TOPIC :  Efficient Conversion of Woody Biomass to Bioethanol

SPEAKER : Dr Abu Saleh Ahmed



The more efficient use of biomass is demanded to solve the global crisis such as exhaustion of fossil fuel and global warming. Biomass is carbon fixation products of photosynthesis by plant using solar energy. Therefore, the environmental friendly energy system should be able to construct by control of production and utilization of biomass. Woody biomass, including agriculture residues, wood chips, paper wastes, etc., has already been transferred to bio-ethanol and bio-diesel in some cases and used as energy related products, although many issues such as efficiency and productivity still exist to be overcome. Xylose is one of the major fermentable sugars present in woody biomass, the second most abundant carbohydrate polymer in nature to glucose. The efficient fermentation of xylose is required to develop economically viable processes for producing biofuels such as ethanol from woody biomass. In this study, I mainly focused on efficient fermentation process of bio-ethanol production from woody biomass. For this purpose, I tried to improve the efficiency of enzymes involved in bio-ethanol production such as xylose reductase (XR) and xylitol dehydrogenase (XDH).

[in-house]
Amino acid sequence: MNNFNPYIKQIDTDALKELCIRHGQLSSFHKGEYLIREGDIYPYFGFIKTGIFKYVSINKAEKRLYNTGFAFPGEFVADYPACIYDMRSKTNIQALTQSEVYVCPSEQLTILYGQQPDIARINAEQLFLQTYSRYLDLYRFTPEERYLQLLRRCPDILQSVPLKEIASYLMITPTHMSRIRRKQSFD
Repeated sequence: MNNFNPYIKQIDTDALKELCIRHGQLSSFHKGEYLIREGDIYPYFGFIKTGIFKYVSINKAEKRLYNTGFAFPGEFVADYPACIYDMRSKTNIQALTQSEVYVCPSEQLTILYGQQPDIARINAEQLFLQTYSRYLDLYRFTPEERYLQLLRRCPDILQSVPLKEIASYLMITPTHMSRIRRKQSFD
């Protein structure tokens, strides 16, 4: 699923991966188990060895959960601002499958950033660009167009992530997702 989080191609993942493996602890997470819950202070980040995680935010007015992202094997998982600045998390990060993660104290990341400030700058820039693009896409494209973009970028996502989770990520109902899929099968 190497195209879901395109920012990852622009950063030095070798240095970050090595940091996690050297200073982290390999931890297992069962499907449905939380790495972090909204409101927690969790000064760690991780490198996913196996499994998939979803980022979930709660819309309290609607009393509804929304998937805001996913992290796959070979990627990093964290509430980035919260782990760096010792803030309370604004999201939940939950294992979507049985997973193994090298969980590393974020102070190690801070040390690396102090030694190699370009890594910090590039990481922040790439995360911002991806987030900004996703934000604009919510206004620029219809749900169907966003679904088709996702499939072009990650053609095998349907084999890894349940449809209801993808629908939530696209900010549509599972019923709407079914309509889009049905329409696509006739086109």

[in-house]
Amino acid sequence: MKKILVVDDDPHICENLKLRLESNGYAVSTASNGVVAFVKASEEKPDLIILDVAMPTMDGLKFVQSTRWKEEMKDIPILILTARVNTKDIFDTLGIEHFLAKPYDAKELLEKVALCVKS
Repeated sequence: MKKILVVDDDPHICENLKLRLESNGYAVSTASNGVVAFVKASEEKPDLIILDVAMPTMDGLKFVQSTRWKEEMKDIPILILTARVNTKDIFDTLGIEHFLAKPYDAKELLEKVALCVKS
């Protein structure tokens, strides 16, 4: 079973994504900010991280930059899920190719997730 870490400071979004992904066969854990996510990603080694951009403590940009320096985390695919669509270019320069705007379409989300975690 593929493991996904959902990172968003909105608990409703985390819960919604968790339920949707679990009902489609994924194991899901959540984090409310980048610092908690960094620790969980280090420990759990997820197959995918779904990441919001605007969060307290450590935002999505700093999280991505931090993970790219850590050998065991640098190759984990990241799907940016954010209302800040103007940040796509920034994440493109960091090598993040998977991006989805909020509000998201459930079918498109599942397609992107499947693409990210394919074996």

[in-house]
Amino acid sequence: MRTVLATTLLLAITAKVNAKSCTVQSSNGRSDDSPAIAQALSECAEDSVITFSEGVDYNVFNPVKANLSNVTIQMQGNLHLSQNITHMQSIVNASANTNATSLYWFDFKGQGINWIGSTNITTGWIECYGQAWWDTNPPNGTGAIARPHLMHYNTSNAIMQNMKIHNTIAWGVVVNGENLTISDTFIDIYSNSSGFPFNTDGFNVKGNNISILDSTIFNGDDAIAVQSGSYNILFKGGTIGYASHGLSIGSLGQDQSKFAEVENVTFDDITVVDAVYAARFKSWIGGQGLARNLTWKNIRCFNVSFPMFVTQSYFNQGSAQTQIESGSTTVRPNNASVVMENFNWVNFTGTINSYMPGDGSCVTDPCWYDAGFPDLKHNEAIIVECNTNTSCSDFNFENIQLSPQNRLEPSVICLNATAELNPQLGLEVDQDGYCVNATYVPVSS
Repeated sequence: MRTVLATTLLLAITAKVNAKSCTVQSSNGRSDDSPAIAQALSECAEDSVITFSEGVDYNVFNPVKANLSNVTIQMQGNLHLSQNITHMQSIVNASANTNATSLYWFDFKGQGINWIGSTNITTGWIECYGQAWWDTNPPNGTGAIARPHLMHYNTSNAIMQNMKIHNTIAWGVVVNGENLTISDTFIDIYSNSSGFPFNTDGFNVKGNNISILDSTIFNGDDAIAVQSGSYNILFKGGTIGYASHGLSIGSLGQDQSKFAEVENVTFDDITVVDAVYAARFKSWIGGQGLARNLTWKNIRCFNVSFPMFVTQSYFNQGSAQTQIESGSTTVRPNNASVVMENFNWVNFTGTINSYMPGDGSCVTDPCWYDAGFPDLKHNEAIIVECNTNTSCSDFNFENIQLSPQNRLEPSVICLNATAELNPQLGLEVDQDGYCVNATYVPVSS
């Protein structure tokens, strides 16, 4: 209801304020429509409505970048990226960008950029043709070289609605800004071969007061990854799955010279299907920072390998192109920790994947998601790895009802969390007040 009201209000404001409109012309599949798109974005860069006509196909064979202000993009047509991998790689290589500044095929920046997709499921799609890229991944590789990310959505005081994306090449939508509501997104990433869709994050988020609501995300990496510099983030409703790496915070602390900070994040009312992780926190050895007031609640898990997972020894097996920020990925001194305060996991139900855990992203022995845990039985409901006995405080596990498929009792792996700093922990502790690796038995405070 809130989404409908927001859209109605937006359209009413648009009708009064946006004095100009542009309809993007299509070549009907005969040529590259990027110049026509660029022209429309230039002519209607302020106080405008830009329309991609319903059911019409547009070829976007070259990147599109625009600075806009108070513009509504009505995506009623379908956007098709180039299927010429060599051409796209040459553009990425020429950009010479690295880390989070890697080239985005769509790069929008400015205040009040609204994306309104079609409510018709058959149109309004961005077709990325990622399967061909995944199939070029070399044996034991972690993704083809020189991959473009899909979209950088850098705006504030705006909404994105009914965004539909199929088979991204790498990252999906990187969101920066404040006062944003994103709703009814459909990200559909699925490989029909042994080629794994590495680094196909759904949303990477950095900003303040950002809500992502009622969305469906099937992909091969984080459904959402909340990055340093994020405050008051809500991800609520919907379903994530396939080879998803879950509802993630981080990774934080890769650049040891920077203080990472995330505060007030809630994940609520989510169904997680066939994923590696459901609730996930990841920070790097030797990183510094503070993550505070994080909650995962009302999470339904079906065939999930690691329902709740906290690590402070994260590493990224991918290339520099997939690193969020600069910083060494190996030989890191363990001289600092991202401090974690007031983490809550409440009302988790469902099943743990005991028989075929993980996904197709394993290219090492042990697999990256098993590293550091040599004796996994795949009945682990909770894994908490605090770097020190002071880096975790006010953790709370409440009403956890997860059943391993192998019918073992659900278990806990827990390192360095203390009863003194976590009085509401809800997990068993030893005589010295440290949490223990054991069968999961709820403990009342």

In this study, I applied the protein engineering to generate enzymes with completely reversed coenzyme specificity and developed recombinant yeasts containing those engineered enzymes for construction of an efficient biomass-ethanol conversion system. I focused on the fungal xylose metabolic pathway. XR and XDH from Pichia stipitis are necessary for Saccharomyces cerevisiae to ferment xylose to ethanol because of a lack of genes encoding these enzymes in native Saccharomyces cerevisiae. S. cerevisiae transformed with the native genes encoding XR, XDH from P. stipitis and the endogenous gene xylulokinage (XK) ferments xylose to ethanol but has not yet been applied to the industrial bio-process due to the unfavorable excretion of xylitol. Intercellular redox imbalance caused by the different coenzyme specificity of XR (using   NADPH/NADH with preference for NADPH) and XDH (exclusively using NAD+) has been thought to be one of the main factors of xylitol excretion. Introduction of NADP+-dependent XDH and NADH-preferring XR generated in this study produced efficient ethanol and prevented the xylitol excretion because of maintaining the intercellular redox balance.

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